Return of the NightingalesThe Afghanistan National Institute of Music, Kabul, October 2011

Director John Baily
Country/Production UK
Release 2013
Length 33 minutes
Format Colour / DVD / Pal / All region
Location Kabul, Afghanistan
Language English (Engl.Sub)

Order No RAI-200.418
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In 2010 Afghan musicologist Dr. Ahmad Sarmast opened the Afghanistan National Institute of Music (ANIM), a coeducational vocational music school in Kabul that teaches Afghan, Indian and Western music. In 2011 the Society for Education, Music and Music Education (SEMPRE), an organisation that was offering financial support for ANIM staff development, sent ethnomusicologist and film-maker John Baily to visit the school. Made in the observational cinema style, the film provides a lyrical portrayal of the school’s activities, with an emphasis on the teaching, rehearsal and performance of the music, building up to a performance of Ravel’s Bolero for the visiting Swedish Ambassador. The film projects a very positive image of young people in Afghanistan today, challenging the usual negative stereotypes favoured by Western media.

Steel Lives. © Marker LTD

Director Massimiliano Mollona, Marker LTD
Country/Production UK
Release 2005
Length 45 mins
Format Colour / DVD / PAL or NTSC / All region
Location UK, Sheffield / Europe
Prizes/Commendations Commendation Student Film Prize 2003

Order No RAI-200.344
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The anthropologist spent several months working as unskilled labourer alongside Sheffield steelworkers at Morris for his PhD. This film is a look into the working lives of men who earn a living in what remains of the Sheffield Steel Industry.Endcliffe is an industrial area in the East End of Sheffield. The film follows the daily routine at the workshop as well as family and leisure activities and portraits the reactions to de-industrialization and work realities.

Sons of the Moon. © F Speed

Director Frank Speed, Deirdre LaPin
Country/Production USA
Release 1984
Length 25 mins
Format Colour / DVD / PAL / All region
Location Nigeria, Jos Plateau / Africa
Ethnic Group Ngas
Collection Frank Speed Film Collection on Nigeria
Comments A study guide is available for this film

Order No RAI-200.332
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In isolated mountain hamlets in Nigeria’s Jos Plateau the Ngas have traditionally observed the movements of the moon in the night sky. The moon is a key symbol in Ngas cosmology, believed to regulate the rhythm of all life. The film traces the moon’s influence on Ngas work and thought during a single growing season. The documentary tells the story form the point of view of a single traditional Ngas bard.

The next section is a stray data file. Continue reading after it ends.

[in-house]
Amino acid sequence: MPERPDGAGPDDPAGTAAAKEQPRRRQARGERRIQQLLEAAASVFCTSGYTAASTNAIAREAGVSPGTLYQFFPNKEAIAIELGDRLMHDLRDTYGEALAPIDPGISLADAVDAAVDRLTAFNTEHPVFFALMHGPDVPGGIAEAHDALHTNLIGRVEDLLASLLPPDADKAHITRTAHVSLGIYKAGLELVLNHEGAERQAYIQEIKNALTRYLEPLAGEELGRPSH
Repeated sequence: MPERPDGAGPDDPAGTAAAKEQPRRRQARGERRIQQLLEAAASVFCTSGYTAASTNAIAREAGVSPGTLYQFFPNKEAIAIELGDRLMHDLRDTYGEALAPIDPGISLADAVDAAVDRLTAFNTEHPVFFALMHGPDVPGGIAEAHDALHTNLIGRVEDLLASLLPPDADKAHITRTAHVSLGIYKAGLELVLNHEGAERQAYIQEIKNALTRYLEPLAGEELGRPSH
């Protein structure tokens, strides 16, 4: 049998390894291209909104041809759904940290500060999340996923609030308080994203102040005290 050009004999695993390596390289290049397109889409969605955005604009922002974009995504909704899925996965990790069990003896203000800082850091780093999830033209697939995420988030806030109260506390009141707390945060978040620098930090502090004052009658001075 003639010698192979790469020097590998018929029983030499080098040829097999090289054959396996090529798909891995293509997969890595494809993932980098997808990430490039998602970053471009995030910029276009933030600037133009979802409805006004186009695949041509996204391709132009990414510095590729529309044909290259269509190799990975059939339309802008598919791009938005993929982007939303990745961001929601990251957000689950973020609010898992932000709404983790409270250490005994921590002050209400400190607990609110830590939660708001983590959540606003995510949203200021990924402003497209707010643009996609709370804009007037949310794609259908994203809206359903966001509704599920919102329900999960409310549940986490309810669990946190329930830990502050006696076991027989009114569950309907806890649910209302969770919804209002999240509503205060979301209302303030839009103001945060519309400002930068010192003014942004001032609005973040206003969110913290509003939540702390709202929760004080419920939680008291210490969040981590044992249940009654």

Some Women of Marrakech. © DWS contact RAI

Series Disappearing World Series
Director Melissa Llewelyn-Davies, Elizabeth Fernea
Country/Production UK
Release 1977
Length 52 mins
Format Colour / DVD or VHS / PAL / All region
Location Morocco, Marrakech / Africa

Order No RAI-200.75
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In Marrakech, traditional attitudes to women prevail perhaps more strongly than in other Moroccan cities. This is especially true for those women who live by the standards of traditional ideals in the Medina, the old city of Marrakech still enclosed by its ancient walls. This film attempts to say something about women such as Aisha and Hajiba – two main characters – who have experienced the hardships of life for women in such a society. Aisha's husband is an unskilled labourer and so she is forced to find work cooking and cleaning. Hajiba has been thrown out of her natal home by the brother who became household head on her father's death and she works as a dancer (shaykha) in a troupe entertaining men for money. For both of them the ideal of seclusion remains unrealisable, economic factors taking them out into the public world of men. The all-women film-crew were privileged to be allowed to attend a series of events involving women – a visit to the steam baths, a religious celebration, a wedding, a visit to a shuwafa (fortune teller), a possession cult trance and a trip to the market to buy cloth. At many of these social events the guests entertain each other, and the film is remarkable not least for sequences showing women dancing and playing musical instruments, the brilliant colours of their dress and surroundings adding to the visual interest. Some Women of Marrakech is important for the manner in which it situates these `ethnographic events' in relation to the division between women in the private world and men in the public world, providing an analysis which puts in the foreground questions of women's consciousness, sexuality and male/female division. K.L. Brown, 1977. Review of the film. RAIN, 19, pp. 7–9. L. Brown, 1978. `The Two Worlds of Marrakech'. Screen, Vol. 19, No. 12, pp. 85–118. E.W. Fernea, 1976. A Street in Marrakech. Anchor/Doubleday, New York. V. Maher, 1974. Women and Property in Morocco. Cambridge Studies in Social Anthropology, No. 10, Cambridge University Press